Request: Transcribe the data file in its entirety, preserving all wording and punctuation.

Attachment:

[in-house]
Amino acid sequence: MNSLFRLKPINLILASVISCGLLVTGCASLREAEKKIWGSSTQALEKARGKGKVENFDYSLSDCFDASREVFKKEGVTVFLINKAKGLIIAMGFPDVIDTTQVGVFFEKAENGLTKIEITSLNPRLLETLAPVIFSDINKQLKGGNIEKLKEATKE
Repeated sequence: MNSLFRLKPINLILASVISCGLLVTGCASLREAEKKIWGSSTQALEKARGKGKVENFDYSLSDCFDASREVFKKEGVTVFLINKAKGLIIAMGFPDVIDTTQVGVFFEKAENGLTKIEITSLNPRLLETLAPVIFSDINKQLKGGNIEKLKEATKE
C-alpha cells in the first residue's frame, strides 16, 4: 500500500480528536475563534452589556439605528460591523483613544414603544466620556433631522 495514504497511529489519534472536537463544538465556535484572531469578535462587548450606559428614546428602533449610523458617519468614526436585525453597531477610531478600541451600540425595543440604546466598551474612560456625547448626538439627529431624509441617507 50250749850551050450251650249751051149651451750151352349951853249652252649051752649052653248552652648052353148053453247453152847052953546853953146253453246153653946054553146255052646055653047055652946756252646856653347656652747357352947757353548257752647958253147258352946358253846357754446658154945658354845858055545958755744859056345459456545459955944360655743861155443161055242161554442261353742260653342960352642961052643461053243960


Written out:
[in-house]
Amino acid sequence: MNSLFRLKPINLILASVISCGLLVTGCASLREAEKKIWGSSTQALEKARGKGKVENFDYSLSDCFDASREVFKKEGVTVFLINKAKGLIIAMGFPDVIDTTQVGVFFEKAENGLTKIEITSLNPRLLETLAPVIFSDINKQLKGGNIEKLKEATKE
Repeated sequence: MNSLFRLKPINLILASVISCGLLVTGCASLREAEKKIWGSSTQALEKARGKGKVENFDYSLSDCFDASREVFKKEGVTVFLINKAKGLIIAMGFPDVIDTTQVGVFFEKAENGLTKIEITSLNPRLLETLAPVIFSDINKQLKGGNIEKLKEATKE
C-alpha cells in the first residue's frame, strides 16, 4: 500500500480528536475563534452589556439605528460591523483613544414603544466620556433631522 495514504497511529489519534472536537463544538465556535484572531469578535462587548450606559428614546428602533449610523458617519468614526436585525453597531477610531478600541451600540425595543440604546466598551474612560456625547448626538439627529431624509441617507 50250749850551050450251650249751051149651451750151352349951853249652252649051752649052653248552652648052353148053453247453152847052953546853953146253453246153653946054553146255052646055653047055652946756252646856653347656652747357352947757353548257752647958253147258352946358253846357754446658154945658354845858055545958755744859056345459456545459955944360655743861155443161055242161554442261353742260653342960352642961052643461053243960